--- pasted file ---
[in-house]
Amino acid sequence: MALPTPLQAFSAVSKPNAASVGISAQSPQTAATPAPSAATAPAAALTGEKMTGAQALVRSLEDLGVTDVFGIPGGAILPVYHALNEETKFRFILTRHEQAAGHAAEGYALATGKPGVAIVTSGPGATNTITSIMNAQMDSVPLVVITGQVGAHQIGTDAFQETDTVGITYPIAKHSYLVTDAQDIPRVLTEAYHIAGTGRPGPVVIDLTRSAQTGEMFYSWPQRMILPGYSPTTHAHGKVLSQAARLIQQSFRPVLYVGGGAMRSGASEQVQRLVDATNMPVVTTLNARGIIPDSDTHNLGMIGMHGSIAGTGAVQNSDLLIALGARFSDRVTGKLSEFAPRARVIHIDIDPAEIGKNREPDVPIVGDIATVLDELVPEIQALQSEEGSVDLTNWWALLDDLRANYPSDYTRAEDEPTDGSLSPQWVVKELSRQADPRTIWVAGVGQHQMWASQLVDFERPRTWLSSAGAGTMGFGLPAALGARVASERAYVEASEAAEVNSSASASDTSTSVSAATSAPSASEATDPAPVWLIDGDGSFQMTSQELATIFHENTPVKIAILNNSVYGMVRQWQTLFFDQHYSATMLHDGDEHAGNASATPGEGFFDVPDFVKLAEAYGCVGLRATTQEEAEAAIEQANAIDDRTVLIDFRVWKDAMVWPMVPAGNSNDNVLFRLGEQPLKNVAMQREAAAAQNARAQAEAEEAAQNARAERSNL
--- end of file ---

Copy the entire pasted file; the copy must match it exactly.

[in-house]
Amino acid sequence: MALPTPLQAFSAVSKPNAASVGISAQSPQTAATPAPSAATAPAAALTGEKMTGAQALVRSLEDLGVTDVFGIPGGAILPVYHALNEETKFRFILTRHEQAAGHAAEGYALATGKPGVAIVTSGPGATNTITSIMNAQMDSVPLVVITGQVGAHQIGTDAFQETDTVGITYPIAKHSYLVTDAQDIPRVLTEAYHIAGTGRPGPVVIDLTRSAQTGEMFYSWPQRMILPGYSPTTHAHGKVLSQAARLIQQSFRPVLYVGGGAMRSGASEQVQRLVDATNMPVVTTLNARGIIPDSDTHNLGMIGMHGSIAGTGAVQNSDLLIALGARFSDRVTGKLSEFAPRARVIHIDIDPAEIGKNREPDVPIVGDIATVLDELVPEIQALQSEEGSVDLTNWWALLDDLRANYPSDYTRAEDEPTDGSLSPQWVVKELSRQADPRTIWVAGVGQHQMWASQLVDFERPRTWLSSAGAGTMGFGLPAALGARVASERAYVEASEAAEVNSSASASDTSTSVSAATSAPSASEATDPAPVWLIDGDGSFQMTSQELATIFHENTPVKIAILNNSVYGMVRQWQTLFFDQHYSATMLHDGDEHAGNASATPGEGFFDVPDFVKLAEAYGCVGLRATTQEEAEAAIEQANAIDDRTVLIDFRVWKDAMVWPMVPAGNSNDNVLFRLGEQPLKNVAMQREAAAAQNARAQAEAEEAAQNARAERSNL